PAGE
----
He was married to Minerva Grimsley and had ten children. His daughter Nellie Blow, while in Brazil with her father, met Theodor Smirnoff who was then secretary at the Russian Embassy there. She married him in Carondolet, part of St. Louis, where the family lived, in 1872. They had three children, a boy and a girl, who died in infancy in St. Petersburg, Russia, and another girl, Nelka, who was born in 1878 and was therefore the only living child.

Henry T. Blow's oldest daughter (and Nelka's aunt) Miss Susan Blow was a prominent figure in the American educational movement, writing and lecturing on education, and the one who introduced the Froebel kindergarten system in the United States. The youngest daughter, Martha, married Herbert Wadsworth of Geneseo, N.Y. She was a very talented musician and painter and later became a very known horsewoman.

After Nelka's father died in Europe, her mother returned to America and it was the first time that Nelka came here. As a daughter of a Russian, Nelka was also a Russian subject and remained a Russian that way to the end. After the Russian Revolution, having no allegiance to the Soviet Government, she became what is known as "stateless," a position which in later years she liked, for she always said that she belonged to the World, not just one country.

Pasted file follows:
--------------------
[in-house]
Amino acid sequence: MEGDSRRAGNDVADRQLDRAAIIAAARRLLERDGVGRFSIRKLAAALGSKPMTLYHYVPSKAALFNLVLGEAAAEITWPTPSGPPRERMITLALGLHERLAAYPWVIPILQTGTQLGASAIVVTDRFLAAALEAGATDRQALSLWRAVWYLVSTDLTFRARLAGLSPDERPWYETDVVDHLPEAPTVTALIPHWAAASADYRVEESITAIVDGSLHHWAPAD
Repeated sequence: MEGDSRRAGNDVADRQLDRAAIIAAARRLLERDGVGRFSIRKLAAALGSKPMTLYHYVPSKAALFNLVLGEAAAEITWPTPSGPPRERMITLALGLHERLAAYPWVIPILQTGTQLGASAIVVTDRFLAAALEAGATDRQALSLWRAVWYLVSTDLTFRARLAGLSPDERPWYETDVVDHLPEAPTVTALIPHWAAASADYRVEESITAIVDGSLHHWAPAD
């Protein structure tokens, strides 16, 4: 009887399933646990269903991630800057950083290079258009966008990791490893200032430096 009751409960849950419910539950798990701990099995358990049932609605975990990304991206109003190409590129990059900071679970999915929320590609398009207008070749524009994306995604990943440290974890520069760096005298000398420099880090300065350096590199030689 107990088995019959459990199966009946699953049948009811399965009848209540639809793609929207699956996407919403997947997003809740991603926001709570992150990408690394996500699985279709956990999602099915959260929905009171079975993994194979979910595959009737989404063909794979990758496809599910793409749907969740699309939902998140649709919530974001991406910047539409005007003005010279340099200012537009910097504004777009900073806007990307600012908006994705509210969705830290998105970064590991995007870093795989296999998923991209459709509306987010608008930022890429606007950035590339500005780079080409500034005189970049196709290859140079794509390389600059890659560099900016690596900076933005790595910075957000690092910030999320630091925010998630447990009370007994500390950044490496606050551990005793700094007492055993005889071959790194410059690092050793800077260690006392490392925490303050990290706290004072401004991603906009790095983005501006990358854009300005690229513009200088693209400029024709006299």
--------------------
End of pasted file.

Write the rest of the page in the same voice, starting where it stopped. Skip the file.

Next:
But as a child her mother wanted to bring her up as a Russian even though in many ways this was difficult, for there were no relatives and few connections left in Russia, her mother did not speak the language and all ties and connections were in America.

Because of this conflict of attachments, Nelka's mother and she traveled many times back and forth between Europe and America. Her mother gave her a very complete and broad education both in America and in Europe. In Europe she attended a very exclusive and rather advanced school in Brussels. Because of this Nelka spoke not only perfect French and English, but German as well.

When she was ten years old she went to a school in Washington. She then already showed interest and love for animals which later became a dominant feature in her life.